Outpost 2: Divided Destiny was a 1997 real-time strategy game by Dynamix for the PC. I got this game at a local swap meet. The vendor was probably illegally selling it. His booth had a mountain of Outpost 2 boxes. I think he found them in a dumpster somewhere and was now trying to make some money off of them. Outpost 2 wasn’t that great of a game. It didn’t sell well, so it’s believable that a video game store threw a bunch of copies out.
Despite the game being average, I did have some fun in it. I liked the whole story behind it. Earth had been mostly destroyed by a massive asteroid. A few humans were able to get off the planet in time to search for a new Earth, with the hopes to restart human civilization. The planet they found looked like a good place. They set up prefab shelters and started “terraforming” the land into the earth that humanity loves. The conflict in the game came from two sources. First, humans were not united in this task. There were two factions with very different ideas on how to go about turning the planet into a new Earth. All the missions had the player fighting the opposing faction.
The other source of conflict was “The Blight”. Early on, an experiment gone wrong in the process of terraforming created this mysterious chemical that was capable of breaking down organic matter into the base atoms. The Blight was the main enemy in most of the missions. I was always fighting time to complete the mission objectives before The Blight hit my base.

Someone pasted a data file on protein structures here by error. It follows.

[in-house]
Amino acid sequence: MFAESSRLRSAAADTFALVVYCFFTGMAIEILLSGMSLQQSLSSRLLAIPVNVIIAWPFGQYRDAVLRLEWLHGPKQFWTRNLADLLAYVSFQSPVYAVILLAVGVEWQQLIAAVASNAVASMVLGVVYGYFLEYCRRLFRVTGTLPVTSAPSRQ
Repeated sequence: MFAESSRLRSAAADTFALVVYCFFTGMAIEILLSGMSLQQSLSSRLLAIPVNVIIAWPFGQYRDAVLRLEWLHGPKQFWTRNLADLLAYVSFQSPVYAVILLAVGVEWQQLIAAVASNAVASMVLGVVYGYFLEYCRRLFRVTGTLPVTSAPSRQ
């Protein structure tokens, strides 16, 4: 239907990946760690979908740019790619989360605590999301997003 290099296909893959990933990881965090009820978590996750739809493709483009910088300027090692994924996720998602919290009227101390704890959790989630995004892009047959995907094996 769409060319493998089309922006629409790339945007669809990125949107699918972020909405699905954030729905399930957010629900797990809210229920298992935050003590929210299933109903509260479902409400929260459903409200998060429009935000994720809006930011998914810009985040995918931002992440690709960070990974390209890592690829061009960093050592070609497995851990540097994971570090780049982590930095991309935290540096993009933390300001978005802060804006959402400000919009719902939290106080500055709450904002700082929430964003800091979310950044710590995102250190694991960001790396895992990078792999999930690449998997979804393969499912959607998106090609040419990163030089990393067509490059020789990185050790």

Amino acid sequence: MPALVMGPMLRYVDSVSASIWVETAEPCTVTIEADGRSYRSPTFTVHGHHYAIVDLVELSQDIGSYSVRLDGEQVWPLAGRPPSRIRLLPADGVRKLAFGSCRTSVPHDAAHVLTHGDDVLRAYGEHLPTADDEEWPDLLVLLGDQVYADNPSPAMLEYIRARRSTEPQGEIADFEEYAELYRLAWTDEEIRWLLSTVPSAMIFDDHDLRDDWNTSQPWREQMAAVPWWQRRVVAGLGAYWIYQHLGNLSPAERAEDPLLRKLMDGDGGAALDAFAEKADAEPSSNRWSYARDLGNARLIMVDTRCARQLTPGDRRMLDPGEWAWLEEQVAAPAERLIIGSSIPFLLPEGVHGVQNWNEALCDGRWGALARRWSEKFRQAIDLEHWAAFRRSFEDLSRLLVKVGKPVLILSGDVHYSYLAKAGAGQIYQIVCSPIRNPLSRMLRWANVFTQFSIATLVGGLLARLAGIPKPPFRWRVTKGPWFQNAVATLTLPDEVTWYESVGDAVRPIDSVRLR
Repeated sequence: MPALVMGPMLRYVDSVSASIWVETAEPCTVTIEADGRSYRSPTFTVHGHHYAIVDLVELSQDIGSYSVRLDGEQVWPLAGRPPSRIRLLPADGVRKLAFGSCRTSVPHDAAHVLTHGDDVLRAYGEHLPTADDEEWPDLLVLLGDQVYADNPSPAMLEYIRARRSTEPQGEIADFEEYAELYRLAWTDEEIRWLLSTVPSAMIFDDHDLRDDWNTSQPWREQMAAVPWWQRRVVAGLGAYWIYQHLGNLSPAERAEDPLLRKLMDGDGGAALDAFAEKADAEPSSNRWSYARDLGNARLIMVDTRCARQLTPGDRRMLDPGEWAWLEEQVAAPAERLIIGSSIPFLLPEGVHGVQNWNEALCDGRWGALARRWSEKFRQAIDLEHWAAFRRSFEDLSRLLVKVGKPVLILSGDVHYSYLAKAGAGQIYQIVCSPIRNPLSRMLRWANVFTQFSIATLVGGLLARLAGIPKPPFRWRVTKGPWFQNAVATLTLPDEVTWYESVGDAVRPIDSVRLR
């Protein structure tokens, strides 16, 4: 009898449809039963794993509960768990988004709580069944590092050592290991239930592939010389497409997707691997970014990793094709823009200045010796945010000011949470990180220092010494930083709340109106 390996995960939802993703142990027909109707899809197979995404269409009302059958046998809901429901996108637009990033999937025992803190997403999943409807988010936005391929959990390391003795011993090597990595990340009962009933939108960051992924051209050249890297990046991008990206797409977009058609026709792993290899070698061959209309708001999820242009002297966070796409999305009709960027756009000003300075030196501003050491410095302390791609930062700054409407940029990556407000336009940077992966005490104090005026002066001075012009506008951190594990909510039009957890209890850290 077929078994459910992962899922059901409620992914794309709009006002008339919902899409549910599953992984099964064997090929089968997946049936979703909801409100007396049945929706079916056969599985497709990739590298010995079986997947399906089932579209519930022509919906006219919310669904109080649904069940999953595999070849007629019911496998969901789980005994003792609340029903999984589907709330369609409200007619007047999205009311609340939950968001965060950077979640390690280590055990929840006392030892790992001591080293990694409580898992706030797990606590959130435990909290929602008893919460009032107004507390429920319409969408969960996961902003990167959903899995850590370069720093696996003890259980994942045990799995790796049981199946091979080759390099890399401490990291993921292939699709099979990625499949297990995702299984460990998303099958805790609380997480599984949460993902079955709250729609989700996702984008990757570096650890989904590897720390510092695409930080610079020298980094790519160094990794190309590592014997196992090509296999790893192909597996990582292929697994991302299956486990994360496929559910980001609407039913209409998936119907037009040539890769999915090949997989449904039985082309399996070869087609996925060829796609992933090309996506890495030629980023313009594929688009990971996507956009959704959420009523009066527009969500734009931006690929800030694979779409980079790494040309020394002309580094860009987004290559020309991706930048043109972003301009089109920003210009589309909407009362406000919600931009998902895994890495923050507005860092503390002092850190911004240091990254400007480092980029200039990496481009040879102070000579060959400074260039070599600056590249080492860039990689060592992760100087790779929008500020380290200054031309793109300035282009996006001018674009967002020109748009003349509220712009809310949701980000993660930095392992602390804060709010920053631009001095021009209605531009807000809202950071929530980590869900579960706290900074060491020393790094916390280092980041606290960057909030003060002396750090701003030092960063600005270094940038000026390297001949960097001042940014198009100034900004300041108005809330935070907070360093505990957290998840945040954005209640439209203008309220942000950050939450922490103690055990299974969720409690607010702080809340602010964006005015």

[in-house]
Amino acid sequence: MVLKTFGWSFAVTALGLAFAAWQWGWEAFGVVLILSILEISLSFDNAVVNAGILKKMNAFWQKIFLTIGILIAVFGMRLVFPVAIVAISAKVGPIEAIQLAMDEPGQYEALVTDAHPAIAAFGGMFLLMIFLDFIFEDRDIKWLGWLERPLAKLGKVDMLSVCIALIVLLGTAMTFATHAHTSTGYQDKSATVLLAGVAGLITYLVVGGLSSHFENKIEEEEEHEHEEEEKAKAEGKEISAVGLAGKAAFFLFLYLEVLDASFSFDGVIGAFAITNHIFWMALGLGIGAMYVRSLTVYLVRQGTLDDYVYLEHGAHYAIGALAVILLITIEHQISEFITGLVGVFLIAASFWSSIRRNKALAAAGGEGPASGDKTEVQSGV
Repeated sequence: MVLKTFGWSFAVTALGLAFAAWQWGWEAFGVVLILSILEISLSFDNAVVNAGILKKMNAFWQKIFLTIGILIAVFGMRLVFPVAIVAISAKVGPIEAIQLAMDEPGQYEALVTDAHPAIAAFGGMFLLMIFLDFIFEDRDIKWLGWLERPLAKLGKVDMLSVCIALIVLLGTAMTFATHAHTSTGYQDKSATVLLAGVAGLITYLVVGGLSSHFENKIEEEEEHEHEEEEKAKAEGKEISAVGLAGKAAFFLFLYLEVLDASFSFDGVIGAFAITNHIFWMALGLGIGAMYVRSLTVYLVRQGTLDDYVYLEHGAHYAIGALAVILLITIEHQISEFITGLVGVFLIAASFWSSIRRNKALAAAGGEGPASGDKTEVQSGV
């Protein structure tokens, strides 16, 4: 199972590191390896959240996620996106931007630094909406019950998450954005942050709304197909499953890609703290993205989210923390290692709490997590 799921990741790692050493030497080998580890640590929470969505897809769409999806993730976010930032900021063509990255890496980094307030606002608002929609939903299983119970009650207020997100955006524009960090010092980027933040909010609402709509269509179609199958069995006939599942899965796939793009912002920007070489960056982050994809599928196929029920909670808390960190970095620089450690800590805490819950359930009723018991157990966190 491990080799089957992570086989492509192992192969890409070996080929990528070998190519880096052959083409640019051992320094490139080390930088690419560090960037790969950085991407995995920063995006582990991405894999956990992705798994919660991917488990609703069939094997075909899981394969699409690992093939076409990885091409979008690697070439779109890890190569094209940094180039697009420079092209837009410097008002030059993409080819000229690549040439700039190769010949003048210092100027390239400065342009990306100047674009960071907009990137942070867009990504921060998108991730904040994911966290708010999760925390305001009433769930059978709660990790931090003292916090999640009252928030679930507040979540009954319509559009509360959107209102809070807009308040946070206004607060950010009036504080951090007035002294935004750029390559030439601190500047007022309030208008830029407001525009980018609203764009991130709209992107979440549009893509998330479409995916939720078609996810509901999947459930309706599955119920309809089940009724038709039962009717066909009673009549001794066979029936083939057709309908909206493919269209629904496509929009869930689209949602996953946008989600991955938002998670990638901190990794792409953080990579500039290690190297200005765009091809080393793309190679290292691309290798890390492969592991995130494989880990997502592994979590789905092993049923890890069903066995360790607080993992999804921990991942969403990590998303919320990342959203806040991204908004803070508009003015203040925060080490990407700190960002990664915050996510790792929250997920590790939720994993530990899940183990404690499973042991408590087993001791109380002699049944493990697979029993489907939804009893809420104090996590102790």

The basic story was pretty cool to me, but I never got into the gameplay much. I just hated that nearly every mission had a strict time limit. I wanted to build as many units as possible, research all the technologies, explore the whole mission map area, and more. That wasn’t possible in Outpost 2. I was constantly being pushed to complete missions fast. Even the single player skirmish mode (Colony mode) tended to have time limits. I did like that this game was more about base building then destroying the other faction. It felt like a game of SimCity but with some simple combat options to fight enemy cities instead of just city management. Unfortunately, that whole thing was counteracted by every mission being timed.
The graphics and sound were passable but nothing amazing. I didn’t find anything memorable about them. The campaign was also anti-climactic. I am pretty sure the developers planned a third game to wrap up the story, but Outpost 2 never did well enough to warrant a sequel. Instead, players were left with a bad ending. The colonists had hope, but nothing good came of it.